A virtual server works exactly like a physical server, except it’s really a piece of software. You can run multiple virtual servers on the same physical machine, but they behave like completely different units.

From a web hosting perspective, VPS blends the affordability of shared hosting with the additional privacy and security of dedicated hosting. So, it’s a good compromise between the two.

Understanding Cloud Hosting

Like cloud computing in general, cloud hosting takes the basic concept of virtualisation and runs with it. Like VPS, cloud hosting replaces ‘bare metal’ server capacity with a virtual, software-defined equivalent.

But whereas VPS sticks to divvying up resources from a single server or server cluster, cloud hosting has much broader horizons. In fact, it’s next to impossible to pin down the resources your cloud-hosted website might be using at any given time to a physical machine at all. That’s because cloud computing combines server virtualisation with networking infrastructures to draw on resources from many different places at once, quite possibly from locations all over the world.

With massive, even global resource capacity, cloud hosting is more dynamic, agile, reliable and, in some respects, cost-effective than any of the more traditional hosting approaches. When you choose cloud hosting for your website, you’re not confined to a specific server or server cluster, but instead have your site run from a network of virtual servers. Moreover, rather than being kept in just the one place, your site data and assets are replicated across those virtual multiple machines.

This all lends cloud hosting some clear benefits compared to traditional models:

  • On-demand scalability: When you outgrow a shared or VPS hosting plan, you have to upgrade to the next level up, and you may have to wait until your contract renewal date to do so. By contrast, the unique way cloud hosting pulls resources from multiple sources means you can scale up (or down) on demand. One example of the benefits this brings is that your site will automatically respond to peak traffic demands with no impact on performance.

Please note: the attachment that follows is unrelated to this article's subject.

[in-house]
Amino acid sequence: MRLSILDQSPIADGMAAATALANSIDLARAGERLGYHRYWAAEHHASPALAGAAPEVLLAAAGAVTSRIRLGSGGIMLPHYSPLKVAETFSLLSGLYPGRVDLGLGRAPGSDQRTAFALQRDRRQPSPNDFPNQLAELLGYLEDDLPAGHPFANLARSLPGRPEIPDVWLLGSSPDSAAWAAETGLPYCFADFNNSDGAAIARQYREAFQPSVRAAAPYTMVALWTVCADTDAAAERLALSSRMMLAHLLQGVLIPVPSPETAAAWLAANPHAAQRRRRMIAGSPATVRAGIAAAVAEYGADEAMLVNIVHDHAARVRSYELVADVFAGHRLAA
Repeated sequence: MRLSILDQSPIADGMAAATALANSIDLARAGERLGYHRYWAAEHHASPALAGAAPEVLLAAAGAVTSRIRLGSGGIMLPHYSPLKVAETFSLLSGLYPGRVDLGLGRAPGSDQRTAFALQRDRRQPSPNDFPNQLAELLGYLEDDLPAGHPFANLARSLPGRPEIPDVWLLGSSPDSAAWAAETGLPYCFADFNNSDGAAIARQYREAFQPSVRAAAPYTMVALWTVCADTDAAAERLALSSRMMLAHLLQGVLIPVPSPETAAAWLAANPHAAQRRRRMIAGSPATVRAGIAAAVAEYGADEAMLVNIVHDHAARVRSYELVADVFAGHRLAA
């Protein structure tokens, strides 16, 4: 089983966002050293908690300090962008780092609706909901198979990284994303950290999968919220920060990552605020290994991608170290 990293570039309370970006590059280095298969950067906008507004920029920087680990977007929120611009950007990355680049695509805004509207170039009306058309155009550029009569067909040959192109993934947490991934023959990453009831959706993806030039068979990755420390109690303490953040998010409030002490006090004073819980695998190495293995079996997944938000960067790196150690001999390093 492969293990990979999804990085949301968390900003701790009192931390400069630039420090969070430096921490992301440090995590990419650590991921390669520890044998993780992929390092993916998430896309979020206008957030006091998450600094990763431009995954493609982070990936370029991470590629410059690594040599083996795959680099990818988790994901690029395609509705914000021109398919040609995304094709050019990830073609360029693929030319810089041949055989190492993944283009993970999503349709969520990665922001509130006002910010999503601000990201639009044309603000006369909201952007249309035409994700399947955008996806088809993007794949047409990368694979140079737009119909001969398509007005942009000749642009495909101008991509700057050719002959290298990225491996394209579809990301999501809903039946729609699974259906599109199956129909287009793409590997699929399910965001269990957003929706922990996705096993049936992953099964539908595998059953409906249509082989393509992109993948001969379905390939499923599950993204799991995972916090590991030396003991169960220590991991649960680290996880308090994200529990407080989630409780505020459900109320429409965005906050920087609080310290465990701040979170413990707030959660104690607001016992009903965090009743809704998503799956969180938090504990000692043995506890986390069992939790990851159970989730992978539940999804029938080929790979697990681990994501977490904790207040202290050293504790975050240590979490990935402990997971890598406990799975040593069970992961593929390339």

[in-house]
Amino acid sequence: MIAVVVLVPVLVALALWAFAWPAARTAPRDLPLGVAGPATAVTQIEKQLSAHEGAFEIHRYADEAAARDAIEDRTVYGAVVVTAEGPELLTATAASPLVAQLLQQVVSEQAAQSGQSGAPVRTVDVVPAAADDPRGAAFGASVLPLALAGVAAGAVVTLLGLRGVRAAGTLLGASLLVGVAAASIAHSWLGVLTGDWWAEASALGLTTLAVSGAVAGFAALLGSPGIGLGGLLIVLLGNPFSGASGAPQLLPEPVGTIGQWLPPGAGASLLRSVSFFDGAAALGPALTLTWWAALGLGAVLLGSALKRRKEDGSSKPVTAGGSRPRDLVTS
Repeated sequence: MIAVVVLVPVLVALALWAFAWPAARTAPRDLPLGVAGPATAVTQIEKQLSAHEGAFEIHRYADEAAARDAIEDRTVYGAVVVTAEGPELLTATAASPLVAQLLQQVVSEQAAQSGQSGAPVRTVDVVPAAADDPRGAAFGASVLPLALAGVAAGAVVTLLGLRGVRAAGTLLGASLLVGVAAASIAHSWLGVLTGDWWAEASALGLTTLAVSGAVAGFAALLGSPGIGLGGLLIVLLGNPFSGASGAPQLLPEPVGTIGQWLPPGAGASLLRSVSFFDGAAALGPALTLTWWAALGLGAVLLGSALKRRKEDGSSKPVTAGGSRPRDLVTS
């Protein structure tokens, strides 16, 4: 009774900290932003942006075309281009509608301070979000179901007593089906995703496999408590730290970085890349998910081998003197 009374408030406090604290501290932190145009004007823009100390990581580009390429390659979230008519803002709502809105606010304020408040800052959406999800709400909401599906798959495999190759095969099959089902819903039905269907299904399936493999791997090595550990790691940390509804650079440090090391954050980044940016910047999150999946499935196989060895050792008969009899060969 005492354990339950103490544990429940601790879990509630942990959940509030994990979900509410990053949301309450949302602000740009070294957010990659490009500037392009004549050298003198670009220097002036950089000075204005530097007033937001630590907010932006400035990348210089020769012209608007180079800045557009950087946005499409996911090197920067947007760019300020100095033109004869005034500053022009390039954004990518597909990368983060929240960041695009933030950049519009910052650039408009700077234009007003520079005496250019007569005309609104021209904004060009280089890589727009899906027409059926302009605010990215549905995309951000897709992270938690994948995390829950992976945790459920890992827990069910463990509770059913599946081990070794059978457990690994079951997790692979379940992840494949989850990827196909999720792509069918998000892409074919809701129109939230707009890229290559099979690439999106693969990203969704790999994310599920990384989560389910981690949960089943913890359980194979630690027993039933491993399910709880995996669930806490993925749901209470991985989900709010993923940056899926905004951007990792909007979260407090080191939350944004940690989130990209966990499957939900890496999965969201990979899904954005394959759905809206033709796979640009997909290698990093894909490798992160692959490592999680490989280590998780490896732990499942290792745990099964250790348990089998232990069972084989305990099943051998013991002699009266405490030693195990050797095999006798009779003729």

• Pay-as-you-go pricing: As an extension of the on-demand resource capabilities cloud hosting offers, some providers also offer pay-as-you-go pricing. Instead of paying a fixed fee for a fixed package, pay-as-you-go pricing means you are charged only for the resources you use. The additional cost efficiencies this brings are most noticeable when you get a lot of fluctuations in traffic.
  • High availability and redundancy: Remember we mentioned that cloud hosting means replicas of all your code and data will be stored across multiple locations? With cloud hosting, there’s less risk of a server outage disrupting your site. If there’s a problem with one server stack in one data centre, the network can always pull in resources from another, including spinning up copies of your site from other locations for seamless continuity.
  • Local speed and low latency, everywhere: With traditional web hosting, where your host servers are located affects how fast and reliable your website is in different places. If you are running a website for UK audiences, for example, you ideally want it hosted in UK-based data centres for the most efficient performance. But if your site is also being accessed by users in the US, the distance to those UK-based data centres will cause latency or lag in how the site functions. Cloud hosting solves that problem by drawing on resources from many different locations.

Choosing the Right Hosting Option

There’s little doubt that cloud technology has transformed the world of web hosting in the past 10 years, offering exceptional flexibility, performance and cost efficiencies. Yet cloud hosting has by no means replaced the more ‘traditional’ approaches that came before it, and every website owner has a choice to make about which type of hosting suits them best.

For example, while pay-as-you-go hosting is highly cost-efficient based on use, for smaller websites, shared hosting can often still work out as the cheapest option. And if you already run a large website with significant but stable traffic demands, and want to prioritise security and control, dedicated hosting still stands out for offering exceptional performance.

One final thing to consider is that all ‘flavours’ of web hosting are available on a managed and unmanaged basis. Unmanaged means you pay for the server space and resources, however they are provisioned, but are left to your own devices thereafter. Managed hosting means all the ongoing technical administration is taken care of for you, leaving you to get on with running your business.

At Key Element, we offer managed web hosting as part of our digital services package. We’re one of the few digital agencies you can find to build and run your website in the same place, while also taking care of SEO and your other digital marketing needs. Get in touch to find out more.